Michael R. Lowe, PhD, is a Professor of clinical psychology at Drexel University. Professor Lowe has served as a long-term research consultant to Weight Watchers and to the Renfrew Center for eating disorders. He is the author of an influential review paper that makes a sharp distinction between restrained eating and dieting to lose weight. He conducts NIH-funded research on the origins of, and treatments for, eating disorders and obesity, and pioneered the study of hedonic hunger, weight suppression and weight variability.
Lowe developed the Power of Food Scale, which has been used in hundreds of studies around the world, and by Weight Watchers, Pfizer and Eli Lilly in their treatment development trials. In his teaching and research mentorship, he encourages students to not only learn the material but to also question it as part of the process of developing their own perspective. He has recently developed a model suggesting that genetic and environmental determinants of obesity and eating disorders, along with the effects of these conditions on the brain and body, undermines the ability of self-regulation treatments to improve these conditions.
Chen, J. Y., Piers, A. D., Lesser, E. L., & Lowe, M. R. (2022). The effect of weight suppression on eating behavior: Does the intentionality of weight loss matter?. Appetite, 174, 106017
Lowe, M. R., Benson, L., & Zhang, F. (2021). Greater within‐person weight variability during infancy predicts future increases in z‐BMI. Obesity, 29(10), 1684-1688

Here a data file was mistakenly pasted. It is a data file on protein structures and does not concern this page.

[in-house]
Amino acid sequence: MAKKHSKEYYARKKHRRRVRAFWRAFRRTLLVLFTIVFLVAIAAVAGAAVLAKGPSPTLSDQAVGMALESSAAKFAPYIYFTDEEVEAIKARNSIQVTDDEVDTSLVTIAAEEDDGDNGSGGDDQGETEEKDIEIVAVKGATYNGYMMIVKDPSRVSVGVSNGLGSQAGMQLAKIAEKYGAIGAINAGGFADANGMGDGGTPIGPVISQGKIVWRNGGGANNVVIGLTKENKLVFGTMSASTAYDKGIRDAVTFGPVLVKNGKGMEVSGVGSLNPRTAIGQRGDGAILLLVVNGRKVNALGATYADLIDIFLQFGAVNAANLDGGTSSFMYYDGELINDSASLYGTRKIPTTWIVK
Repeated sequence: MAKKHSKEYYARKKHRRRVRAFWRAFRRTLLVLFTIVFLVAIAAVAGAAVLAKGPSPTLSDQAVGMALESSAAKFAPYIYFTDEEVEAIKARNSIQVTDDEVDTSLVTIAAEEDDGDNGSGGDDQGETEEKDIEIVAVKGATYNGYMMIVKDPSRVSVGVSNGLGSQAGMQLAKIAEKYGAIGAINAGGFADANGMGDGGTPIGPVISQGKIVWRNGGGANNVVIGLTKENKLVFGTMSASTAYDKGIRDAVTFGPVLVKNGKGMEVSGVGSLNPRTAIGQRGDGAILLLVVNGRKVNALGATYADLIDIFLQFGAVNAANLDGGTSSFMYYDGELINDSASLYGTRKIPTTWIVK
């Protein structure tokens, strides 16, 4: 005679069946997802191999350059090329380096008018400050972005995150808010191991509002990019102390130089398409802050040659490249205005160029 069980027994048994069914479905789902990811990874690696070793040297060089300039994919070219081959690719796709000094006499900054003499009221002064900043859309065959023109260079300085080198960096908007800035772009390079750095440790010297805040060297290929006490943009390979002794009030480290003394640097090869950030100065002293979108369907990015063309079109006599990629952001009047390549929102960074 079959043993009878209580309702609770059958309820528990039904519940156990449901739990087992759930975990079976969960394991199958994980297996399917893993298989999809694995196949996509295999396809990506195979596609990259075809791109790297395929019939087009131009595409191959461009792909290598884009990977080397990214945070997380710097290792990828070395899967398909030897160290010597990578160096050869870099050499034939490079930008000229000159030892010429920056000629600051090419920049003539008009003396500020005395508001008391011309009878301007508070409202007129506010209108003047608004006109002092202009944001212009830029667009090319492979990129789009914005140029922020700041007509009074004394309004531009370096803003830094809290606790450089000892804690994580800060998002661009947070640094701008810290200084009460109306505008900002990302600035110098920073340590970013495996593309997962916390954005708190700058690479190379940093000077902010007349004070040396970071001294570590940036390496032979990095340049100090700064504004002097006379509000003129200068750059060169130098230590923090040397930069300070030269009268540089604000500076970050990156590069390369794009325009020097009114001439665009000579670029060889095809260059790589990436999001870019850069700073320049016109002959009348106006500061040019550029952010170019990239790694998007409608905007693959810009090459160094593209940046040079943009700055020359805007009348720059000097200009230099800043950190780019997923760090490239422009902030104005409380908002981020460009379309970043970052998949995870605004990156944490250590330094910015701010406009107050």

Chen, J. Y., Singh, S., & Lowe, M. R. (2021). The food restriction wars: Proposed resolution of a primary battle. Physiology & Behavior, 113530.
Singh S, Apple DE, Zhang F, Niu X, & Lowe MR. (2021). A new, developmentally sensitive measure of weight suppression. Appetite.
Thompson-Brenner, H., Singh, S., Gardner, T., Brooks, G. E., Smith, M. T., Lowe, M. R., & Boswell, J. F. (2021). The Renfrew Unified Treatment for eating disorders and comorbidity: Long-term effects of an evidence-based practice implementation in residential treatment. Frontiers in Psychiatry, 12, 226.
Benson, Leora, et al. Weight variability during self-monitored weight loss predicts future weight loss outcome. International Journal of Obesity (2020): 1-8.
Lowe, M. R., Marmorstein, N., Iacono, W., Rosenbaum, D., Espel-Huynh, H., Muratore, A. F., ... & Zhang, F. (2019). Body concerns and BMI as predictors of disordered eating and body mass in girls: An 18-year longitudinal investigation. Journal of Abnormal psychology, 128(1), 32.
Emily H. Feig, E.H., Piers, A.D., Kral, T.V.E. & Lowe, M.R. (2018). Eating in the absence of hunger is related to loss-of-control eating, hedonic hunger, and short-term weight gain in normal- weight women. Appetite.
Lowe, M.R., Butryn, M.L., & Zhang, Z. (2018). Evaluation of meal replacements and a home food environment intervention for long-term weight loss: A randomized controlled trial. American Journal of Clinical Nutrition, 107(1), 12-19.
Winter, S.R., Yokum, S., Stice, E., Osipowicz, K. & Lowe, M.R. (2017). Elevated reward response to receipt of palatable food predicts future weight variability in healthy-weight adolescents. American Journal of Clinical Nutrition, 105(4), 781-789.